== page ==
There are many new technological innovations that have been created to improve patient outcomes, make better use of clinicians’ time, and help us move towards targets, such as Paperless 2020 and other aspects of the Five Year Forward View. However, few of these innovations are becoming used as standard practice, and where they are, there is still not a move towards a critical mass adopting these potentially game-changing advances.
At the AHSN Innovation, Improvement and Impact Conference and Awards last week, Aire Logic staff were really interested to hear Sophie Castle-Clarke, fellow in health policy at the Nuffield Trust and co-author of Reshaping the Workforce to Deliver Care Patients Need, talk about ‘How to Improve innovation adoption in the NHS’.
Sophie shared some of her views on the possible reasons for slow uptake of digital technologies, including the way that the evidence delivered as a measurement of a solution’s success and capability does not always represent its full potential. Results from the introduction of a device/technology are not always immediately obvious, so early analysis may not truly represent the long term benefits. At the other end of the spectrum, even successful pilots are often taken as ‘only indicative’, therefore it is argued they cannot be relied upon to produce the same results at scale. There can then still be some resistance to mass roll-out of a new innovation, even when it does demonstrate positive outcomes.
Another important observation was that it’s not always clear in the many Trusts, CCGs, or STPs whose role it is to align technology to clinical transformation, or just to improve existing services.
And finally, Sophie explored some of the ways the wider healthcare system gets in the way of uptake; a lack of time to assess innovations, the fact that ‘the day job takes priority’, and a focus on cost, are all common barriers – rather than trying to focus on the long term value innovations can bring to the whole system.
At Aire Logic, we believe our forms4health product does in many ways help to overcome these barriers. With the help of our partners, Leeds Teaching Hospitals Trust and Leeds Community Healthcare Trust, we have produced quantifiable evidence that our eForms solution does bring patient benefits and financial efficiencies on a large scale. This makes it easier for other organisations to replicate these successes, and have confidence that their aims are achievable.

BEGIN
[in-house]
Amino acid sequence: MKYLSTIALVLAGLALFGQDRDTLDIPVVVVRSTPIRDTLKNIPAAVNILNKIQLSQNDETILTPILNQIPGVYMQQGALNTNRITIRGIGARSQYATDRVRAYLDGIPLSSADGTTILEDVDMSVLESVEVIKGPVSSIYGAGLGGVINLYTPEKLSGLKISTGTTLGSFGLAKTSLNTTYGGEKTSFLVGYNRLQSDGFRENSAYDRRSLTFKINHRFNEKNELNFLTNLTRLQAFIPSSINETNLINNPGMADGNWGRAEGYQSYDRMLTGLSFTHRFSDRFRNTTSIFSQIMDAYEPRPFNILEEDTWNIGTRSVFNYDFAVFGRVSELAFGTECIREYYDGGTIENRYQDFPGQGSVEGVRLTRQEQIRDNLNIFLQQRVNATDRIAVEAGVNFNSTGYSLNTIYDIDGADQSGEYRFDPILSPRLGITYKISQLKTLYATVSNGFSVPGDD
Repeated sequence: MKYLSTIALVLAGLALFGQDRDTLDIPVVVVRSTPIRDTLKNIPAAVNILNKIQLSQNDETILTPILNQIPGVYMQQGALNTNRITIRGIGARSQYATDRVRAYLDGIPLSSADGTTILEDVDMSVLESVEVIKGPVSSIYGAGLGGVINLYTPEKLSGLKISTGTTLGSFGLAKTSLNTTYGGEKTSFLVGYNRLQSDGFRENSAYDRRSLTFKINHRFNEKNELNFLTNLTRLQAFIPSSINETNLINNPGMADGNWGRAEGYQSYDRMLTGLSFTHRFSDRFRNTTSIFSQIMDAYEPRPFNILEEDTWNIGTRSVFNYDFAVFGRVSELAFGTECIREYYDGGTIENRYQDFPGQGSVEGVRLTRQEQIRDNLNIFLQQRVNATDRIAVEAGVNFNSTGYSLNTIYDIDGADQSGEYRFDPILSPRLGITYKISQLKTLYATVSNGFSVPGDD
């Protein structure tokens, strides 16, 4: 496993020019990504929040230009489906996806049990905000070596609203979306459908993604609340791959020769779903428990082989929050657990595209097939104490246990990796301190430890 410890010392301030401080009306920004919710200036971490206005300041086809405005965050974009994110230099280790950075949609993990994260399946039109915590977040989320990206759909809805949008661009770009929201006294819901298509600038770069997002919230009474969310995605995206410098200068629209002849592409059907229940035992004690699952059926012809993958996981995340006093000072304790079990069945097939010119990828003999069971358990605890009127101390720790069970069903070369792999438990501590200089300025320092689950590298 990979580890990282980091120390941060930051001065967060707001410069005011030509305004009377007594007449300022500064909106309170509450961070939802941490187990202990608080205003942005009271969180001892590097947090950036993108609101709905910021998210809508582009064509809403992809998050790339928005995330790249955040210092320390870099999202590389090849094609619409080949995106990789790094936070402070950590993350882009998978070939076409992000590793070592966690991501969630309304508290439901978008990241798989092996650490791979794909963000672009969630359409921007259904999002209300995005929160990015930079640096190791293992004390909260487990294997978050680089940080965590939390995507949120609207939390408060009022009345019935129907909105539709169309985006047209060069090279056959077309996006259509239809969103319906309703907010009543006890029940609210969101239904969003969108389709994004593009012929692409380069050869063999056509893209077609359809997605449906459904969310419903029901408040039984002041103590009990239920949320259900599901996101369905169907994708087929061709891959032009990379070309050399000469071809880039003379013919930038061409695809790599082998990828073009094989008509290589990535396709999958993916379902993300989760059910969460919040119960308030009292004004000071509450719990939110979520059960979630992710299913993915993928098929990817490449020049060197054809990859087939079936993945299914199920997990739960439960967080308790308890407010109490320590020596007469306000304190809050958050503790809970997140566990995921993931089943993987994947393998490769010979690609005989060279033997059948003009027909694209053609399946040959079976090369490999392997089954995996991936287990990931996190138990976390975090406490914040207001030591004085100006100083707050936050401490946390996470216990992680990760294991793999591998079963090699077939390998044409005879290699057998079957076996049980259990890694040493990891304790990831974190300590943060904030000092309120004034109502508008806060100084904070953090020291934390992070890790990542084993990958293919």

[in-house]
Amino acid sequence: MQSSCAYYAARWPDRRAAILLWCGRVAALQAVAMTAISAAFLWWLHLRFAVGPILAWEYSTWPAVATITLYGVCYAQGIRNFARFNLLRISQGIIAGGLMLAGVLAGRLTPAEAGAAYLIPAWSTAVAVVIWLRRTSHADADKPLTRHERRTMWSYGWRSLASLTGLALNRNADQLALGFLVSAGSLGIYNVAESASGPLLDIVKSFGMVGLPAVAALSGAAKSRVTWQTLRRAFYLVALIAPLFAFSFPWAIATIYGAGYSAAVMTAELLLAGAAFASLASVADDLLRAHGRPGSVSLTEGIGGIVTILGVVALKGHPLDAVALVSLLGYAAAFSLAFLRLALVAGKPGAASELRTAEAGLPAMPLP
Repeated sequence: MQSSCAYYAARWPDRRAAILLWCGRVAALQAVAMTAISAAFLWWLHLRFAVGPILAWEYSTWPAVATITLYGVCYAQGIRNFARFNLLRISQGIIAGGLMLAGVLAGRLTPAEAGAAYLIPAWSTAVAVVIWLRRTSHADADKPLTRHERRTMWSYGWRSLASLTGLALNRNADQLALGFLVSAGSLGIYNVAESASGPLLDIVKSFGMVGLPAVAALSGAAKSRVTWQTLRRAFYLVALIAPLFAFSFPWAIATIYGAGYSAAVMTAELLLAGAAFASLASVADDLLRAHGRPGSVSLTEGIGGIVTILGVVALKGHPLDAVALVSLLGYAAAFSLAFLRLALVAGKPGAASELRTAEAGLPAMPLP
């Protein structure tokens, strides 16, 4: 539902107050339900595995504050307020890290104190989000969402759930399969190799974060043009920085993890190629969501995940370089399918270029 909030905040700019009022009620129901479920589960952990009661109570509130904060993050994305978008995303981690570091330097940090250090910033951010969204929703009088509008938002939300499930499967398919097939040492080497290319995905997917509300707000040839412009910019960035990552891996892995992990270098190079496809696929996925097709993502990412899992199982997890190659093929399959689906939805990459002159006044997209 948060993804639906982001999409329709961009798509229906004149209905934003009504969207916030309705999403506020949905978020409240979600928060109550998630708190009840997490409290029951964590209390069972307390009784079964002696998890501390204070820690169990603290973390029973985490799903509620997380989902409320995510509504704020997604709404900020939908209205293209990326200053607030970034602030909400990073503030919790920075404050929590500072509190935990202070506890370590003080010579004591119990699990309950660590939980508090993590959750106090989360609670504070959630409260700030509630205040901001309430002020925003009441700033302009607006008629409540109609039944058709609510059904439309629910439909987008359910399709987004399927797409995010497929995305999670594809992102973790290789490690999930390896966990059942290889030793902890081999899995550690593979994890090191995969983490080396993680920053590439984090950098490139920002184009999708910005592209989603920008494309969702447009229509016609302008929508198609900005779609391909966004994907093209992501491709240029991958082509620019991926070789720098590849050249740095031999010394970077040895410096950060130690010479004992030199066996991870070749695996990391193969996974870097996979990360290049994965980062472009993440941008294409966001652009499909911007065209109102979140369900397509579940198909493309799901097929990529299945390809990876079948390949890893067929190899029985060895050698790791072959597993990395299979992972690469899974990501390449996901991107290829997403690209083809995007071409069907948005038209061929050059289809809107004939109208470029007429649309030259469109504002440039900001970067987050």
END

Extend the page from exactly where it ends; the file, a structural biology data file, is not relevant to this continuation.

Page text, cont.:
Our agile deployments make the adoption of innovation quick and effective, allowing results to be seen quickly – and allowing changes in the solution to be made locally to respond to patient and clinician feedback. Organisations are able to rapidly design and deploy other forms/applications so improvements resulting from the initial implementation can be realised across the wider organisation. For example, at LTHT their eObs smart form was rolled out from an initial pilot of 4 wards to 30 in just 3 months, with an additional 442 users now recording observations digitally.
Deployments are extremely efficient so we can get a focus on value very quickly, and effectively determine the impact of the solution.
We can also, to some extent, help with the ‘who’s job is it?’ issue too. As a tried and tested solution in Leeds primary and secondary care, we can bring examples, run workshops, deploy the solution, train local staff to develop the system in-house, and take a lot of that ‘implementation pain’ away.
Click here to find out how forms4health can make a difference to your organisation, or contact Gill at firstname.lastname@example.org to find out more.